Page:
The trajectory of “radical transparency” should serve as a warning to brands that think they can copy and paste Telfar’s dynamic pricing strategy into their own business models. Telfar’s pricing will likely succeed in selling clothes, and at the margins Clemens and Radboy need to grow their business, because the brand is trusted by its large and growing customer base.

The same strategy would come off as gimmicky at a label with less cultural cachet; a fading brand doesn’t need dynamic pricing to know that nobody wants its clothes. And the concept would strike many shoppers as hollow coming from a big chain; Old Navy Live or Macy’s Live doesn’t have the same ring to it. These retailers will need to come up with their own, brand-specific ways to keep their customers engaged.

The Telfar Live experiment runs through April 24. It’s unlikely to change the industry’s dominant thinking when it comes to the right price being as much as consumers will pay. But it may convince more companies to innovate. And it’s a fitting move for Telfar in its mission to democratise fashion.

THE NEWS IN BRIEF

FASHION, BUSINESS AND THE ECONOMY

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Nike beats expectations. Nike reported $12.4 billion in revenue for the quarter ending in February, a 14 percent increase from a year ago, with net income of $1.2 billion, down from the same time last year but topping analysts’ forecasts.

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Sports Direct eyes European M&A starting with France’s Go Sport. Buying the business out of administration would allow Frasers to grow in France “with some authority rather than opening store by store,” said chief executive officer Michael Murray.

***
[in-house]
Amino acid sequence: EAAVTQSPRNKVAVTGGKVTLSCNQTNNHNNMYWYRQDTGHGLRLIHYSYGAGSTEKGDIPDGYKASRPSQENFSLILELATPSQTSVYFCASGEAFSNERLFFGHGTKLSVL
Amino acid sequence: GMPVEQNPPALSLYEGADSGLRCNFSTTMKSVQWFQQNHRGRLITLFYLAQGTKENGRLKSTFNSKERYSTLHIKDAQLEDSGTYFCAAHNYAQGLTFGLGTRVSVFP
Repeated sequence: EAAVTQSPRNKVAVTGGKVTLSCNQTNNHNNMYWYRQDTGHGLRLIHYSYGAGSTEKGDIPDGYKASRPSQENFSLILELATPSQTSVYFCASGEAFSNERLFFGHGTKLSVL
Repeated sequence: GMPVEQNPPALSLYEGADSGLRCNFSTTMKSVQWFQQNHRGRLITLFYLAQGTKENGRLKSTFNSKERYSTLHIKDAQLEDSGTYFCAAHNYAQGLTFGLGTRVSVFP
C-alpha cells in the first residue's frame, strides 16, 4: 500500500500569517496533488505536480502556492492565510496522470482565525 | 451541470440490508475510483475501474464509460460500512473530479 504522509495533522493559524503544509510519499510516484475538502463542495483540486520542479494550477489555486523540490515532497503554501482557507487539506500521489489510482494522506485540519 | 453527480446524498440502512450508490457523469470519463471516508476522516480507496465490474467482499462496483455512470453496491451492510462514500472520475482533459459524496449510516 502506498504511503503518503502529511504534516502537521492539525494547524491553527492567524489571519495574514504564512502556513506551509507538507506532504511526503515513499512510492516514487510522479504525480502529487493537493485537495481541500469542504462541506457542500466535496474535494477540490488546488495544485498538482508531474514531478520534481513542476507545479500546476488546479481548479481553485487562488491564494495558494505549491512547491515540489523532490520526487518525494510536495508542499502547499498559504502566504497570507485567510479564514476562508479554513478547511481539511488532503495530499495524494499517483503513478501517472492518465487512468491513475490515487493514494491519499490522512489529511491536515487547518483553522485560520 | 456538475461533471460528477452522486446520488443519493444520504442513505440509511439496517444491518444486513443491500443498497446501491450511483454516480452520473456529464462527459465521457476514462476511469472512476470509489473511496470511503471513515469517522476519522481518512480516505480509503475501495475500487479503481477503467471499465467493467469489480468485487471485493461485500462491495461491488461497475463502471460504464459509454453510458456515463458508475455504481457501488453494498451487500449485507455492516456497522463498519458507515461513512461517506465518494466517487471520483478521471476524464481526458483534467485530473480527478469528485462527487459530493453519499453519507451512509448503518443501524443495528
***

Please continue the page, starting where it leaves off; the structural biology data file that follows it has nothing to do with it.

Allbirds announces it’s developed the world’s first net-zero carbon shoe. The “Mo.onshot” is made from regenerative merino wool, sugarcane-based foam and bioplastic eyelets and is set to debut its first prototype this summer, as the brand looks to mount a turnaround.

Levi’s will begin testing AI-generated models. The company will begin experimenting with AI-generated models on its e-commerce channels later this year to increase the diversity of models shoppers can see wearing its products.

Italian fashion group Kiton is interested in IPO but as a long-term project. Italy’s Kiton is interested in a potential market listing, but sees an initial public offer as a long-term project, the fashion group’s chief executive said on Thursday.

Puppets and Puppets, Elena Velez win Fashion Trust US awards. Fashion Trust US, a non-profit organisation founded in 2022 to support emerging talent, awarded grants and mentorship to six brands as part of its inaugural ceremony.

EU proposes clampdown on ‘green’ claims. The European Commission proposed rules on Wednesday that would require companies in Europe to back up climate-friendly claims about their products with evidence.

THE BUSINESS OF BEAUTY

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PEOPLE

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Ivan Bart departs as IMG models president. Bart, who has served as president of IMG Models for over 10 years, is leaving the top post at the company. He will remain with IMG in an advisory capacity, Bart told BoF.

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W Magazine announces China edition launch. The magazine is readying a new country edition with the publisher of Marie Claire China and added two new creative directors-at-large.

MEDIA AND TECHNOLOGY

TikTok.

TikTok hits 150 million US monthly users, up from 100 million in 2020. The Chinese-owned app confirmed the figure ahead of TikTok CEO Shou Zi Chew’s testimony, which occurred Thursday before the House Energy and Commerce Committee.

Google suspends Pinduoduo after finding malware in versions. Google has suspended PDD Holdings Inc.’s main Chinese shopping app Pinduoduo after discovering malware in unsanctioned versions of the software, dealing a blow to one of the country’s biggest online retailers.

Snap offers AR shopping products for retailers’ websites. Snap Inc., the parent company of video-messaging app Snapchat, is adapting the augmented reality technology behind its popular filters and lenses — tools that can add glittery makeup or cartoon eyes to someone’s video selfie — to help retailers use AR on their own websites and apps.

Compiled by Sarah Elson.